It is not clear who bought the Petros, but a strong possibility is China. A nightmare for Maduro would be if Saudi Arabia bought the Petros and simply left his oil in the ground in an attempt to drive up prices.
Note: the Petro is not publicly traded or listed at CoinMarket Cap. Nor does it have anything to do with a cryptocurrency called PetroDollar (XPD). The PetroDollar’s performance should convince investors to stay far away from Maduro’s funny money. The PetroDollar had a Coin Price of 3.4¢, a Market Cap of $2.186 million, and a Market Volume of $83,041 on 23 February 2018.
Will Saudi Arabia Launch an Aramco ICO?
The Oil Price reported that Saudi Arabia wants to raise the price of a barrel of oil to $70. The Saudis want higher oil prices to boost the value of Aramco stock. News reports indicate that the Saudis are planning an Aramco IPO later this year.
One has to wonder if the Saudis might also be planning an initial cryptocurrency offering (ICO) for Aramco as well. A Saudi national cryptocurrency pegged to oil would be a great way to raise money for the Kingdom, and finance modernization. Investors would undoubtedly lap up a Saudi altcoin and make it super valuable.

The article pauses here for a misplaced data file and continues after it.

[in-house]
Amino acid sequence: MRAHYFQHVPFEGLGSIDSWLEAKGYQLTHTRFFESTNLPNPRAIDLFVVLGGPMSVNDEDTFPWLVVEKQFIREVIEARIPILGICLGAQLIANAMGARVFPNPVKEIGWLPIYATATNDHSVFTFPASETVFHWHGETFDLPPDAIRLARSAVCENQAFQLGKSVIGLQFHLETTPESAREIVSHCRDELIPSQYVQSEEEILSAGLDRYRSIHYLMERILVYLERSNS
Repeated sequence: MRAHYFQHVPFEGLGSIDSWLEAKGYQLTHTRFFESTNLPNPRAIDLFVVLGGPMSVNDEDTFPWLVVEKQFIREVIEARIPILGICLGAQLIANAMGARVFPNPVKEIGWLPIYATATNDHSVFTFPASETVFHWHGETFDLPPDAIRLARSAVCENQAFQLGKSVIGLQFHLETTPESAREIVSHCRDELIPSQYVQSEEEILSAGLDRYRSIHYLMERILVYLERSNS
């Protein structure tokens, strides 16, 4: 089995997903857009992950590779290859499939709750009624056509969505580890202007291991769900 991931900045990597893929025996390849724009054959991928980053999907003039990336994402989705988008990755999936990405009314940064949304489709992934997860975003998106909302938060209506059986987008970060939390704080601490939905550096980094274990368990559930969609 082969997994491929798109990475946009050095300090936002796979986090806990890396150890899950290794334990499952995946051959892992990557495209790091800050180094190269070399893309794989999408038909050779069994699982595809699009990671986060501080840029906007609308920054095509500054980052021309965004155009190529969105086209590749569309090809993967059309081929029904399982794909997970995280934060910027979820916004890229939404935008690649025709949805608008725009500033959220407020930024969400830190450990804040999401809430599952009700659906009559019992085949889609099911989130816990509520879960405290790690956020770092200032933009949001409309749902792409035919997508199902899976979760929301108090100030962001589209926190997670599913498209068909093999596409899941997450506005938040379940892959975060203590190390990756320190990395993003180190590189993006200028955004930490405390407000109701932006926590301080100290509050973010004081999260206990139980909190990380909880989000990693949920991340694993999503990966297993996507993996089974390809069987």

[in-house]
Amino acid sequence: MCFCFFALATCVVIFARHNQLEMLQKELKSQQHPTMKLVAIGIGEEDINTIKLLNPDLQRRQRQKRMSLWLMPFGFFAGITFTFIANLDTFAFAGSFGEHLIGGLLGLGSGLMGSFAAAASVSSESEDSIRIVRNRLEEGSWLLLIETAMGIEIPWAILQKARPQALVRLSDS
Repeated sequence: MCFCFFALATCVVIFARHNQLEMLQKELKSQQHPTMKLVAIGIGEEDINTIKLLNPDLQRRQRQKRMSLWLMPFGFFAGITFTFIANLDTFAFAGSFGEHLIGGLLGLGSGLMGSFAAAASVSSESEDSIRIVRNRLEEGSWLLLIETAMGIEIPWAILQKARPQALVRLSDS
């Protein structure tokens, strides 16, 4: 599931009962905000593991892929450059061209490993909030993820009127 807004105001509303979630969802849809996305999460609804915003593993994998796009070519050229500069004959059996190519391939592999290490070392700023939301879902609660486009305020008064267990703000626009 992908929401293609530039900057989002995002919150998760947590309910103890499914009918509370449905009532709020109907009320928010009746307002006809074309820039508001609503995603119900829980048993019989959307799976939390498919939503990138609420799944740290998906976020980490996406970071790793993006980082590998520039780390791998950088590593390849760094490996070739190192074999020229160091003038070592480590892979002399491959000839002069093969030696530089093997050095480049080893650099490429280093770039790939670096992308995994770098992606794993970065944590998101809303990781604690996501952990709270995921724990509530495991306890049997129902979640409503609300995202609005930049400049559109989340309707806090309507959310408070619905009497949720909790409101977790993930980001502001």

Crown Prince Mohammed bin Salman wants to build the Kingdom a high-tech economy that is not dependent on oil revenues. Cryptocurrency might be a logical means of achieving that.
A natural use for the proceeds of such an ICO and an Aramco IPO would be to finance a sovereign wealth fund modeled after the Government Pension Fund of Norway. That fund was worth more than $1 trillion or the entire national economy of Mexico in September 2017, Forbes contributor Niall McCarthy noted. Using oil and other revenue for such a fund can make Saudi Arabia one of the richest and most powerful countries on Earth.
Cryptocurrency is Far More Disruptive than You Think
Cryptocurrency is far more disruptive than many people think. The vast sums that can be raised through government altcoins and cryptojacking will prompt many governments to jump on the cryptocurrency bandwagon.
We might be at the beginning of the biggest cryptocurrency boom of all, one that has the potential to disrupt the world’s entire economy. The havoc wreaked by the rise of government cryptocurrencies will be immense but the good they can do is also vast.
One potential use of government cryptocurrencies would be to use cryptojacking to finance a basic income for all citizens; which sounds like something the Saudis would do. Other uses would to be finance pensions and national healthcare, which governments including that in the United States are having trouble paying for.
It looks as if cryptocurrency is here to stay because the government can make a lot of money from it. Expect to see many governments cryptojacking in the near future. Criminals are showing us why every government will try to enter the cryptocurrency business soon.